Let me use the example of LPS (lipopolysaccharide), because it is an example the medical profession can understand. LPS is a very well understood toxin, coming from the cell wall of gram-negative bacteria. Thus, in an acute sense the degree of poisoning (toxemia) from any gram-negative bacterial infection, like food poisoning, is based on how high the LPS levels rise in your blood. The metabolic problem is not so acute, so you don’t feel ill in the traditional sense. Rather, it is a low-grade poisoning that is a primary source of wear and tear that contributes to any disease of aging. It is adequate to interfere with metabolic activity, like throwing sand in the gas tank of a car.
This becomes very important in terms of cholesterol health when you consider the following findings:
Just about all overweight
people have elevated LPS in their blood coming from imbalances in
their digestive tract that are interfering with metabolism.
2) Normal-weight or under-weight people with digestive problems also have elevated LPS due to hostile “germ gangs” in their guts.
3) LDL cholesterol will elevate to protect your circulation against this highly inflammatory and toxic compound – a vital aspect of defense.
4) The problem of elevated LPS, elevated inflammation, and elevated cholesterol is now proven in type 2 diabetic patients.
5) You can even get a fatty liver from this problem.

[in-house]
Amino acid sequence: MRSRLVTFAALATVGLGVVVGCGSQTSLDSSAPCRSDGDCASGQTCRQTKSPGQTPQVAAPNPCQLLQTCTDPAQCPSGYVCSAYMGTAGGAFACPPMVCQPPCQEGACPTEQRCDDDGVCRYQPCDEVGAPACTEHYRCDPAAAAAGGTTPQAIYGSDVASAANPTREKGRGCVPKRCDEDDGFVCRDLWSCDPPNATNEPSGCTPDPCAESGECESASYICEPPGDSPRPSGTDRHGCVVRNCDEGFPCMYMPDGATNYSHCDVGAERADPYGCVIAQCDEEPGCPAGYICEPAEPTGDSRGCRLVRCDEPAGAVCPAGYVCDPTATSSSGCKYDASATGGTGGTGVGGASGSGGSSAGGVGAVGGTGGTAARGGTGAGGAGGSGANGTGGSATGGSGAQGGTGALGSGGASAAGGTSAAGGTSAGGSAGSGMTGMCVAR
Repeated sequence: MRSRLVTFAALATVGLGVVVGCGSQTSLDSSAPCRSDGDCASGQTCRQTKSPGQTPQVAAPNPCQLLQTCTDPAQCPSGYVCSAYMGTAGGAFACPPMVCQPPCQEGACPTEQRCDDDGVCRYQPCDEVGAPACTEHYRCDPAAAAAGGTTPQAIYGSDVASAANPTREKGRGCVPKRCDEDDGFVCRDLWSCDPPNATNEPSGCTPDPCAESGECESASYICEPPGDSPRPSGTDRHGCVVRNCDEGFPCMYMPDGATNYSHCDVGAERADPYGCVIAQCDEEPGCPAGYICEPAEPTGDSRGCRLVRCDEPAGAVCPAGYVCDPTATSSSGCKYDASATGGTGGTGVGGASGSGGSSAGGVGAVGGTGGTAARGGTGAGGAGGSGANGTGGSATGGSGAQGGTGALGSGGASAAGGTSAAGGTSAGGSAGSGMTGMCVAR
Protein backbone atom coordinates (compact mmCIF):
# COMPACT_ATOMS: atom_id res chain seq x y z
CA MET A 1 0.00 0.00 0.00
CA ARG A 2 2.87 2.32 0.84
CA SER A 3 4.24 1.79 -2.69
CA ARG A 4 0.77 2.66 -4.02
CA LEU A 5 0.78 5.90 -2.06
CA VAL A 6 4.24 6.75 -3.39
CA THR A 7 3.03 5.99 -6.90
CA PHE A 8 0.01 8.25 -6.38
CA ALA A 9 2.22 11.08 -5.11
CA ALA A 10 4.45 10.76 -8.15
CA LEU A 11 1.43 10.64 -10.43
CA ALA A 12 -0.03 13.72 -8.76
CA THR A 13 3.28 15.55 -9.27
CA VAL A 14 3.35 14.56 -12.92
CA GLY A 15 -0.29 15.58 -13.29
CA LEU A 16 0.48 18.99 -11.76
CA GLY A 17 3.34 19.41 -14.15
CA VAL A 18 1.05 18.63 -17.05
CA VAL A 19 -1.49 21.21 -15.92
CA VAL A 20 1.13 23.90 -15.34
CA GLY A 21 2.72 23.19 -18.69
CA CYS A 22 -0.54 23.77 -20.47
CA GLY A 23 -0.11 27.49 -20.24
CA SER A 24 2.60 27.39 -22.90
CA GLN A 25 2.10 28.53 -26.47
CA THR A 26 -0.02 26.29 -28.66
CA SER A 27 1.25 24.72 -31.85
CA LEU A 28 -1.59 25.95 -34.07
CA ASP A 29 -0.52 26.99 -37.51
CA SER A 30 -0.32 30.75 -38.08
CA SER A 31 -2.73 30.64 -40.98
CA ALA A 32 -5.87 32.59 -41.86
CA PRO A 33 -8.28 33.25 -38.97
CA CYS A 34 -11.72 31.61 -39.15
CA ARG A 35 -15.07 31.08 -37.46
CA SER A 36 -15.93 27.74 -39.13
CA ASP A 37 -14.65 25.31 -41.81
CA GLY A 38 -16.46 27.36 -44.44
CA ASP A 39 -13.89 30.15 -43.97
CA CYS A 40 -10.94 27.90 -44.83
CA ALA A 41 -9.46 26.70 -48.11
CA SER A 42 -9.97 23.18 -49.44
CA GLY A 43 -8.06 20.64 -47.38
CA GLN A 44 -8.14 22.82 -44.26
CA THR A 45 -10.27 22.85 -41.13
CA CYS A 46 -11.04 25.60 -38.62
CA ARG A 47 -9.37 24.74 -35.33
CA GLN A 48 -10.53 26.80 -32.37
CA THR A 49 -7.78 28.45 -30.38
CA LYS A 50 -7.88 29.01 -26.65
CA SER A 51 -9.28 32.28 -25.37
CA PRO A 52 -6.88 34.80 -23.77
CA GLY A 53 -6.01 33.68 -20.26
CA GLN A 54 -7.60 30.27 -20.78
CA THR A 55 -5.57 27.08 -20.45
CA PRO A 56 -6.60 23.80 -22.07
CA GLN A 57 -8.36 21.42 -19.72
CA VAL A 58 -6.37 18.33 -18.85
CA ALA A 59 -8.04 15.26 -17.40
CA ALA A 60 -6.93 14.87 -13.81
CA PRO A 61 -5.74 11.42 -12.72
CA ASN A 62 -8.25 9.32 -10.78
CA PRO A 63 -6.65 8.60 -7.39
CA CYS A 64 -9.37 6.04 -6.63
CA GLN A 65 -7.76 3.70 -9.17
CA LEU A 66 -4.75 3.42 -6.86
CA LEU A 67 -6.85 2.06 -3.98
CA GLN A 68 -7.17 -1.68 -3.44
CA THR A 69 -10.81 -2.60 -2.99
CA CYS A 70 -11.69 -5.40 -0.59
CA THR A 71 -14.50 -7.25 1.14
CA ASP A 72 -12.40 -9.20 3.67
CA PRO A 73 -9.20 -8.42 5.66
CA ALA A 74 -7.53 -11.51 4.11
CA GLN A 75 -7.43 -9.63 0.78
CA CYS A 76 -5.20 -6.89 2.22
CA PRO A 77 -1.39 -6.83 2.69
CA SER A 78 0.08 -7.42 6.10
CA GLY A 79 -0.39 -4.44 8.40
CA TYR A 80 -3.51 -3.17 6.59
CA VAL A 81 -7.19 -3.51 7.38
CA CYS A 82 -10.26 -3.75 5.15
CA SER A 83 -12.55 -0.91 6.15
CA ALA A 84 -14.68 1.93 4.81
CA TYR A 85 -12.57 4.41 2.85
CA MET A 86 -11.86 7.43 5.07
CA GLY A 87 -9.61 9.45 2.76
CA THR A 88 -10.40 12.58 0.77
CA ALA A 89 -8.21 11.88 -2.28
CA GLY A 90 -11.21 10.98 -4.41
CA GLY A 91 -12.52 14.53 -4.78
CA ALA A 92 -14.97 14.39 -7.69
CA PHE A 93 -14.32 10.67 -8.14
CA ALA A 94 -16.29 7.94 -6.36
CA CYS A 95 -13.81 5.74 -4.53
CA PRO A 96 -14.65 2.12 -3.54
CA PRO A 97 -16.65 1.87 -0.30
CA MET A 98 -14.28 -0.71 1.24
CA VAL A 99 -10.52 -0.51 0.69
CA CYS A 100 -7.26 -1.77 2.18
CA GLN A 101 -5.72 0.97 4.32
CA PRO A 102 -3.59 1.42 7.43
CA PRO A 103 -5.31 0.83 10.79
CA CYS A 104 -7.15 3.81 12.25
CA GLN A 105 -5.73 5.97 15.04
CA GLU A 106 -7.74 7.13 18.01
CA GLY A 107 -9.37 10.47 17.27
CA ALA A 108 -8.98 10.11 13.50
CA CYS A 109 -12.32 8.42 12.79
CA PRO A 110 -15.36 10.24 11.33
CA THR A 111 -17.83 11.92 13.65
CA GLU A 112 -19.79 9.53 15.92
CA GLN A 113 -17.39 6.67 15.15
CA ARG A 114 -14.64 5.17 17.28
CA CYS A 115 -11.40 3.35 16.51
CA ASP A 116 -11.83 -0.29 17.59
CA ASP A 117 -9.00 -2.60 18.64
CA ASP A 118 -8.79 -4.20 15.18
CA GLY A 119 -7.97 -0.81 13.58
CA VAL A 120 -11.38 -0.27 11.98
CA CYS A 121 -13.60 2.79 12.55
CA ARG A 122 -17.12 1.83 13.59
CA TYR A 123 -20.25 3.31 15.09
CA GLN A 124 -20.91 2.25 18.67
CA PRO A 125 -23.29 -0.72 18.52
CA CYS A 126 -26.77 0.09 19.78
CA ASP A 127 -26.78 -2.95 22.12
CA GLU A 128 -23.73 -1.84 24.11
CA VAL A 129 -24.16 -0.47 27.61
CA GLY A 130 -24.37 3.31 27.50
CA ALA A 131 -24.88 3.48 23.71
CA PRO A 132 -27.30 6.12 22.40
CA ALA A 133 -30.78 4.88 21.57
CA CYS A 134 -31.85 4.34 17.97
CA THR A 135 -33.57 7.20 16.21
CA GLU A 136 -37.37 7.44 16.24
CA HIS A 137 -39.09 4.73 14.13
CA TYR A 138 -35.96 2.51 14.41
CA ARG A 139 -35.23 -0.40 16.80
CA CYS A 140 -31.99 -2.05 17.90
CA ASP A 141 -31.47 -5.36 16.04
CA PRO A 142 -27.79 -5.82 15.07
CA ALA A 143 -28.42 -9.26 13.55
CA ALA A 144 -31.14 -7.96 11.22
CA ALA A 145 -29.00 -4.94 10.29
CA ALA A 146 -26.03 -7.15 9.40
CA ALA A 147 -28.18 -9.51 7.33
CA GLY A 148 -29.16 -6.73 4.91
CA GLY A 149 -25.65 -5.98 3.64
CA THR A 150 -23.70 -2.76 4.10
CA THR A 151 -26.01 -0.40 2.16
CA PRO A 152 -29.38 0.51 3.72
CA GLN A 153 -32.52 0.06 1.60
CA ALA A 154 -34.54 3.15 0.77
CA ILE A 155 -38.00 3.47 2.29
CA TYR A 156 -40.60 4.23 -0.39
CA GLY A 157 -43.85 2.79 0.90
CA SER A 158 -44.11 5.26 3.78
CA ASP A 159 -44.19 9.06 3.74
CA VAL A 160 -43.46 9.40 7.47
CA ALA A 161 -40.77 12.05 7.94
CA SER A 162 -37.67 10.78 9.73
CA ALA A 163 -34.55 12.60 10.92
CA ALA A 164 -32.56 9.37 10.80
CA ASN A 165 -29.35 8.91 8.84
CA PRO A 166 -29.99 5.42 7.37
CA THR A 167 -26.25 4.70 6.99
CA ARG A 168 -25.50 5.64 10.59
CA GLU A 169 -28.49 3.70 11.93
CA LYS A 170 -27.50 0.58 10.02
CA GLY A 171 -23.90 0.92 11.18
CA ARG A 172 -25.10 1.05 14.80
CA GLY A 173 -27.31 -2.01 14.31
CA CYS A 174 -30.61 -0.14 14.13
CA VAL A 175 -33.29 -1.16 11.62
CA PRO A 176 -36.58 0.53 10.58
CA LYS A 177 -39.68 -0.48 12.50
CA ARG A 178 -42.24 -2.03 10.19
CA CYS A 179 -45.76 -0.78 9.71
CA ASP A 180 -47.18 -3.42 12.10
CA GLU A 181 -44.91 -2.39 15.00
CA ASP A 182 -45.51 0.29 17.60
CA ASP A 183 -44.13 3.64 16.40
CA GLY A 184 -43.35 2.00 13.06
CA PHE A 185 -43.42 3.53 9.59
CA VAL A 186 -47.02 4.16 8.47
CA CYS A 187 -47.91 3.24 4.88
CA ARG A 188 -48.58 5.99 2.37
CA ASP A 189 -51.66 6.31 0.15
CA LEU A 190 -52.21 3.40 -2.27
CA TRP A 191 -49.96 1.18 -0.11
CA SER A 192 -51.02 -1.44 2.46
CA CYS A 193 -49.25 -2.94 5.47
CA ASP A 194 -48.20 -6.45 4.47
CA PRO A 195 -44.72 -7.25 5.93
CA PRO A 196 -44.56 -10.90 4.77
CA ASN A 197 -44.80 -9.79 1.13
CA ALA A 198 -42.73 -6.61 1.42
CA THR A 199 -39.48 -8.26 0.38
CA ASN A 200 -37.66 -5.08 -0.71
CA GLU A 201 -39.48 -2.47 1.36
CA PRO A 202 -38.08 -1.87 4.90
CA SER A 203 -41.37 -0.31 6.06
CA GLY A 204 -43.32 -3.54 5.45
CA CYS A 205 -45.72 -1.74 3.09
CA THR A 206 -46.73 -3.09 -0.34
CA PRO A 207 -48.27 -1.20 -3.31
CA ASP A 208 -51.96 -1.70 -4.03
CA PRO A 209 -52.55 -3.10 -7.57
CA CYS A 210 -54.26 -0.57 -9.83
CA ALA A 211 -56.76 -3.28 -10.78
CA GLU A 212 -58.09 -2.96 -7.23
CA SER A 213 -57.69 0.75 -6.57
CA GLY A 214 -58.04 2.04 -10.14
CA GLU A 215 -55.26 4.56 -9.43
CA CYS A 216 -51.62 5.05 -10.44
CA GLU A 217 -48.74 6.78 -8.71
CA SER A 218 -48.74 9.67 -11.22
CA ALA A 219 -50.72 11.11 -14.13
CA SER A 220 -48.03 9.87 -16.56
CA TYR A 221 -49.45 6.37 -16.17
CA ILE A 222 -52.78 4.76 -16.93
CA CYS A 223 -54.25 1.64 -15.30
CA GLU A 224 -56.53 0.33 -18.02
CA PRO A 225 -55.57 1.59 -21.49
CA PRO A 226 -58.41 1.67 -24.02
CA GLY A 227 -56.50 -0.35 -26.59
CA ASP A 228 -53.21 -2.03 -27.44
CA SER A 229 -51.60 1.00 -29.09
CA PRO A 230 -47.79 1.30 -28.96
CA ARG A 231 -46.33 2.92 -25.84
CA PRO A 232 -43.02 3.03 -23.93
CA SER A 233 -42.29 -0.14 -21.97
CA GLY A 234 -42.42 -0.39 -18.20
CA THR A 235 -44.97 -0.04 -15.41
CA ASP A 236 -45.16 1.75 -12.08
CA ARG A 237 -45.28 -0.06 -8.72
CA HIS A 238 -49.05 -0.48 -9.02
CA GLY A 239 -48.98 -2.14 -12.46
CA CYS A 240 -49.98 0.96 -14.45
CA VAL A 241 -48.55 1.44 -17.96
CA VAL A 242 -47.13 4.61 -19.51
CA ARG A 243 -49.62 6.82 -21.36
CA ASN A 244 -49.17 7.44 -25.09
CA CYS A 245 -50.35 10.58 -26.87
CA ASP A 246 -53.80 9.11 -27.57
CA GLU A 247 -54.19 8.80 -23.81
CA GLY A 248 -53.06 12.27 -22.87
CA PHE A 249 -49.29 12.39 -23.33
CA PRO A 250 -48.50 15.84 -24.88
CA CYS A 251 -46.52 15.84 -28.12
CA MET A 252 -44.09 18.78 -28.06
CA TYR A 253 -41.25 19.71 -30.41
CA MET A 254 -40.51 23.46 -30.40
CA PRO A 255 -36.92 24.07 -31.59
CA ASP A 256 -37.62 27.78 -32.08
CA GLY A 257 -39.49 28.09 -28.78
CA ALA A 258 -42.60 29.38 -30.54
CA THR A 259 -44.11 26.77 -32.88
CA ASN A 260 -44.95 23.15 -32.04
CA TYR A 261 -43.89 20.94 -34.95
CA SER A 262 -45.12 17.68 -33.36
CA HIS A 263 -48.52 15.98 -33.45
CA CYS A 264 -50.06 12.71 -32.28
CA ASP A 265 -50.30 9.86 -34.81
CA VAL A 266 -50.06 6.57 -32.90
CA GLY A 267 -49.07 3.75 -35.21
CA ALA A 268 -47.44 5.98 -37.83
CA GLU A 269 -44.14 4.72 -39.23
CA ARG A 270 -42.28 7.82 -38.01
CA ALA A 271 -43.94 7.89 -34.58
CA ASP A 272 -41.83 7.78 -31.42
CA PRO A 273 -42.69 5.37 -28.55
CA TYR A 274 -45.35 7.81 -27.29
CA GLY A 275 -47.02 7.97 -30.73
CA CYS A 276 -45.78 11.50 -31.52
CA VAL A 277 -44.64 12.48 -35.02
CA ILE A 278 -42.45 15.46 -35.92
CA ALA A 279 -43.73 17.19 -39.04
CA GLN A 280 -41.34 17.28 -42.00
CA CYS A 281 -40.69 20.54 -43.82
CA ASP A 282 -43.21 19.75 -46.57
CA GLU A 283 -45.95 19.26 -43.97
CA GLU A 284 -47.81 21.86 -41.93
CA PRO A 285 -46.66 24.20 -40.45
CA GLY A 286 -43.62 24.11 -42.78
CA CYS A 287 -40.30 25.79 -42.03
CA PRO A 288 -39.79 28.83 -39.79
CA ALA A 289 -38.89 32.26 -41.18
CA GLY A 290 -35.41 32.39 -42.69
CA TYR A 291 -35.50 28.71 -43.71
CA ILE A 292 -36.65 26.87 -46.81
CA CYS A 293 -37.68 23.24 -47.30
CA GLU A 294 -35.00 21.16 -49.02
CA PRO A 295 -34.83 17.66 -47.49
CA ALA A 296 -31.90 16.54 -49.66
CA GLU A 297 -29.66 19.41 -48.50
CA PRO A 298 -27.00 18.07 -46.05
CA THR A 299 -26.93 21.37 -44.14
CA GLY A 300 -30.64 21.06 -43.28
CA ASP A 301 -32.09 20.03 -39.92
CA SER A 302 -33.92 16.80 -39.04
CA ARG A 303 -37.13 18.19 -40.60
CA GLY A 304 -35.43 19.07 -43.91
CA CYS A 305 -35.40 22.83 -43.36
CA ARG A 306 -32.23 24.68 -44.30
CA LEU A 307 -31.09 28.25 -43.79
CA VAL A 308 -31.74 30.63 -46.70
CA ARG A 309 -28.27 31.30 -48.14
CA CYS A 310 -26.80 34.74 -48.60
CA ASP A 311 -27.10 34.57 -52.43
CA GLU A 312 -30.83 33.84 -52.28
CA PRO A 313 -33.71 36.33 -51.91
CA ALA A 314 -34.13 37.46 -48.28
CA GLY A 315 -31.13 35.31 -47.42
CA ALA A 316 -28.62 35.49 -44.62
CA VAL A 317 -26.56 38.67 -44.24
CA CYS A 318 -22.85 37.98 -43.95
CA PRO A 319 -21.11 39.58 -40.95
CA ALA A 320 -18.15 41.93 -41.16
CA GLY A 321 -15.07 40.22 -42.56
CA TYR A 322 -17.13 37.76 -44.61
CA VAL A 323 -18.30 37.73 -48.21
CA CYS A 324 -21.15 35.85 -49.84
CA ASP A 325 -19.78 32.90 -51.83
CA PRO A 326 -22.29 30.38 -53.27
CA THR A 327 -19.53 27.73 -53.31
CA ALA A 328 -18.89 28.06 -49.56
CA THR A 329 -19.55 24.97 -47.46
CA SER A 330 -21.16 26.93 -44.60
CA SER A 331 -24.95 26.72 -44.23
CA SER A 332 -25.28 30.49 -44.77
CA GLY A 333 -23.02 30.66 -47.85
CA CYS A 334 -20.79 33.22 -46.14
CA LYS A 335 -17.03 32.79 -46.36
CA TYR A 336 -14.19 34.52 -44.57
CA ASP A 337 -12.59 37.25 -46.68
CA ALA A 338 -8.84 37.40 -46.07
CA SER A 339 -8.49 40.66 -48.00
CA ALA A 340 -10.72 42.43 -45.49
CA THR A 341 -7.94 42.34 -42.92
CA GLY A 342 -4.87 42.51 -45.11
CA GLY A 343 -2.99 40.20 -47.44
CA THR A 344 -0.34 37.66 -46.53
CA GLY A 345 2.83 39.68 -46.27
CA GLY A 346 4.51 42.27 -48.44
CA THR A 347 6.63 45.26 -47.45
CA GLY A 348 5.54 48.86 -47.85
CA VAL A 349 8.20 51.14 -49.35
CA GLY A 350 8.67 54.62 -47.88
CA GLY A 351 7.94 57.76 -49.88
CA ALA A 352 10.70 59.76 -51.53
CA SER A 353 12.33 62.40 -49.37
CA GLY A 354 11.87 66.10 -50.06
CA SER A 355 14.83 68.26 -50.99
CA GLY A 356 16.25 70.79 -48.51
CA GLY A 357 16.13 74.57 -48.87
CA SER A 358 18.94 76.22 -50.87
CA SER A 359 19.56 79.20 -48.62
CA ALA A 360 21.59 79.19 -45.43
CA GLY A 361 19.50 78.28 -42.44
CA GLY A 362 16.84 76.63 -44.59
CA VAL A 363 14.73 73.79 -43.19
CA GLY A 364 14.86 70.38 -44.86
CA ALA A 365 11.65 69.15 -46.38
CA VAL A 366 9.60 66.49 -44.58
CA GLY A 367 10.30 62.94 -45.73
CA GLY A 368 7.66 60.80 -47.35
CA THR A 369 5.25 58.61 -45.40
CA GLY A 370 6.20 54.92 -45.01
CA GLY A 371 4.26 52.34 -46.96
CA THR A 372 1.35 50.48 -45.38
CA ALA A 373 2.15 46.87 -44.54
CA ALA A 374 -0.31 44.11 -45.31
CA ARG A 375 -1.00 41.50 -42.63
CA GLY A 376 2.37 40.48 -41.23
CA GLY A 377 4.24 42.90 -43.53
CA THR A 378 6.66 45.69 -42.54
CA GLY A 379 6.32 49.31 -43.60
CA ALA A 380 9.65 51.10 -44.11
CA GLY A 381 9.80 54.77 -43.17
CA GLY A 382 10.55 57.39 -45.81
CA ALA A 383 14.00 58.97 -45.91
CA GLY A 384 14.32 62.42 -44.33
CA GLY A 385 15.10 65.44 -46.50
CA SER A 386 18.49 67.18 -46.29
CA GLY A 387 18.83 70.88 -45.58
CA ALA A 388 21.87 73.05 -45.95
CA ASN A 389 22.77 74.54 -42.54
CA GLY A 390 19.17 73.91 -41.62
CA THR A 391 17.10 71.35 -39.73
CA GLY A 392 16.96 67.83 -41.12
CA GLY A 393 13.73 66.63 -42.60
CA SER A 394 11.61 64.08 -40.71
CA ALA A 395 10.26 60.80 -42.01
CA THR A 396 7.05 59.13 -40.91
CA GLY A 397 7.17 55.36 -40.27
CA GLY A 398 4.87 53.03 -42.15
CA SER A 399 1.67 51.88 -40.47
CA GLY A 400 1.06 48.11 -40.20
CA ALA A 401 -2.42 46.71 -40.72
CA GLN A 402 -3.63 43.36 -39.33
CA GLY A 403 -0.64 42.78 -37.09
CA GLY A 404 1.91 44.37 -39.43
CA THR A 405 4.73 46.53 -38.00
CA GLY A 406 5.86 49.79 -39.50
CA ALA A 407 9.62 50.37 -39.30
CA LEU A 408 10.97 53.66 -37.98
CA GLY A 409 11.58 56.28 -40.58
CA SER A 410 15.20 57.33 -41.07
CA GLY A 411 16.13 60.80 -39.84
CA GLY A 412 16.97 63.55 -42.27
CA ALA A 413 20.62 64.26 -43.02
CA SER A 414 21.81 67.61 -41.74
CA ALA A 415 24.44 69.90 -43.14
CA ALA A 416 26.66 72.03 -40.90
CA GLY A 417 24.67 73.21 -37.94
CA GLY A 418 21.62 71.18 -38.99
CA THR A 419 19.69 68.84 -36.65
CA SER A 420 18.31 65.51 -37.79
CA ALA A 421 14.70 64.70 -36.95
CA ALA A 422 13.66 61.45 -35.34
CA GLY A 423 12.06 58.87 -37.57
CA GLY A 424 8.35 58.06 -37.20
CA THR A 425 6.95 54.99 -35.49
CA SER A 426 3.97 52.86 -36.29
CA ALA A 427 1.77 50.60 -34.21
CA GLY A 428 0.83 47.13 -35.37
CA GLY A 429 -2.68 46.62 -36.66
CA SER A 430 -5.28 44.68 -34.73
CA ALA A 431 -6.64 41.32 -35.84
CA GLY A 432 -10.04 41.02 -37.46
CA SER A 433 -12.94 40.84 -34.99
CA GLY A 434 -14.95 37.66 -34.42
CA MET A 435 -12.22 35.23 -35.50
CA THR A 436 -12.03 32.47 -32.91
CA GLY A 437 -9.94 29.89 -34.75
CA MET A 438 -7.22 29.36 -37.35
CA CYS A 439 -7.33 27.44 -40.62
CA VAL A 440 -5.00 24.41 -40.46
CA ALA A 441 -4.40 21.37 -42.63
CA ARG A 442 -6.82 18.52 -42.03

Antibiotics have now been proven to alter bacteria in ways that produce elevated LPS, possibly for an entire lifetime following their use. The more times they have been used the greater the risk for a problem. This places antibiotic use clearly at the center of the obesity epidemic and the metabolic syndrome of which elevated LDL cholesterol is a part.
Friendly flora and extra fiber are a great place to start in terms of improving this topic. Many other strategies to improve digestive health and detoxification may need to be employed, depending on the individual. I am simply pointing out that this is an important topic that most likely relates to anyone’s elevated LDL cholesterol and simply lowering LDL with a drug could actually expose the body to a higher level of toxic LPS damage – which unfortunately is going on all the time.
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In this article I have suggested five strategies to improve LDL cholesterol levels. They center around eating less food, helping your liver deal with stagnation, reducing inflammation and oxidative damage, improving cellular energy, and boosting digestive health. Each solution is helped by a better diet and exercise – which are always the foundation for lasting improvement. Lifestyle and stress management also play important roles. Dietary supplements can be used as tools to assist this process, as desired.
Lowering LDL cholesterol levels is a good idea if they are over 130. Lowering them by addressing the sources for the reasons LDL is elevated not only solves the problem but is associated with a return of health. In my book, that is common sense.